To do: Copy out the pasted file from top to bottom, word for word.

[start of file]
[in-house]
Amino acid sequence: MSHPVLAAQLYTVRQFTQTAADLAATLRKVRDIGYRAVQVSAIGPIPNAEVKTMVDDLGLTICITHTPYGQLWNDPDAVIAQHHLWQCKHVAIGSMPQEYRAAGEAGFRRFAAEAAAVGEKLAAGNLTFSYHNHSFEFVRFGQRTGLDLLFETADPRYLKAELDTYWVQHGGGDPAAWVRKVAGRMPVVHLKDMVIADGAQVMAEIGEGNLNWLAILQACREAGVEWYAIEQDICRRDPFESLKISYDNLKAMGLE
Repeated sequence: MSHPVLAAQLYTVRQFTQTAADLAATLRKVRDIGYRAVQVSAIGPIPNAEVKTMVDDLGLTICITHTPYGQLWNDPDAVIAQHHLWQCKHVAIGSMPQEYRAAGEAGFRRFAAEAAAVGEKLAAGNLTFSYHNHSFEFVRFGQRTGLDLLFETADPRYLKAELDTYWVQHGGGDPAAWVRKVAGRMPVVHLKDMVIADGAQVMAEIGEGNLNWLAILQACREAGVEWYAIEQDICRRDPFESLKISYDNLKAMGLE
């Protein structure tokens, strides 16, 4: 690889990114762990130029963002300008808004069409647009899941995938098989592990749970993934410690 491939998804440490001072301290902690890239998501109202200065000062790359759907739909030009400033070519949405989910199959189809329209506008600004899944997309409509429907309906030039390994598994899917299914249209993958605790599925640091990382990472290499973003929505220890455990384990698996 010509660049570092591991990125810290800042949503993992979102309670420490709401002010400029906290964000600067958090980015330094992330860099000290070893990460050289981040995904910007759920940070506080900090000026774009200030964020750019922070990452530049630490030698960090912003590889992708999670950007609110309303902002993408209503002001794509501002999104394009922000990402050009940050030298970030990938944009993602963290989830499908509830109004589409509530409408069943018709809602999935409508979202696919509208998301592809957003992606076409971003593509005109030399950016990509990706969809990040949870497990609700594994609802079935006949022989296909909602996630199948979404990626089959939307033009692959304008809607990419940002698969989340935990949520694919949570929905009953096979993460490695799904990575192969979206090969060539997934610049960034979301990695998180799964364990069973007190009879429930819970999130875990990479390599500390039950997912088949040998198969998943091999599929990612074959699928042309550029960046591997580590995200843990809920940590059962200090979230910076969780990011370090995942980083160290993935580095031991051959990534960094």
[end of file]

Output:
[in-house]
Amino acid sequence: MSHPVLAAQLYTVRQFTQTAADLAATLRKVRDIGYRAVQVSAIGPIPNAEVKTMVDDLGLTICITHTPYGQLWNDPDAVIAQHHLWQCKHVAIGSMPQEYRAAGEAGFRRFAAEAAAVGEKLAAGNLTFSYHNHSFEFVRFGQRTGLDLLFETADPRYLKAELDTYWVQHGGGDPAAWVRKVAGRMPVVHLKDMVIADGAQVMAEIGEGNLNWLAILQACREAGVEWYAIEQDICRRDPFESLKISYDNLKAMGLE
Repeated sequence: MSHPVLAAQLYTVRQFTQTAADLAATLRKVRDIGYRAVQVSAIGPIPNAEVKTMVDDLGLTICITHTPYGQLWNDPDAVIAQHHLWQCKHVAIGSMPQEYRAAGEAGFRRFAAEAAAVGEKLAAGNLTFSYHNHSFEFVRFGQRTGLDLLFETADPRYLKAELDTYWVQHGGGDPAAWVRKVAGRMPVVHLKDMVIADGAQVMAEIGEGNLNWLAILQACREAGVEWYAIEQDICRRDPFESLKISYDNLKAMGLE
């Protein structure tokens, strides 16, 4: 690889990114762990130029963002300008808004069409647009899941995938098989592990749970993934410690 491939998804440490001072301290902690890239998501109202200065000062790359759907739909030009400033070519949405989910199959189809329209506008600004899944997309409509429907309906030039390994598994899917299914249209993958605790599925640091990382990472290499973003929505220890455990384990698996 010509660049570092591991990125810290800042949503993992979102309670420490709401002010400029906290964000600067958090980015330094992330860099000290070893990460050289981040995904910007759920940070506080900090000026774009200030964020750019922070990452530049630490030698960090912003590889992708999670950007609110309303902002993408209503002001794509501002999104394009922000990402050009940050030298970030990938944009993602963290989830499908509830109004589409509530409408069943018709809602999935409508979202696919509208998301592809957003992606076409971003593509005109030399950016990509990706969809990040949870497990609700594994609802079935006949022989296909909602996630199948979404990626089959939307033009692959304008809607990419940002698969989340935990949520694919949570929905009953096979993460490695799904990575192969979206090969060539997934610049960034979301990695998180799964364990069973007190009879429930819970999130875990990479390599500390039950997912088949040998198969998943091999599929990612074959699928042309550029960046591997580590995200843990809920940590059962200090979230910076969780990011370090995942980083160290993935580095031991051959990534960094």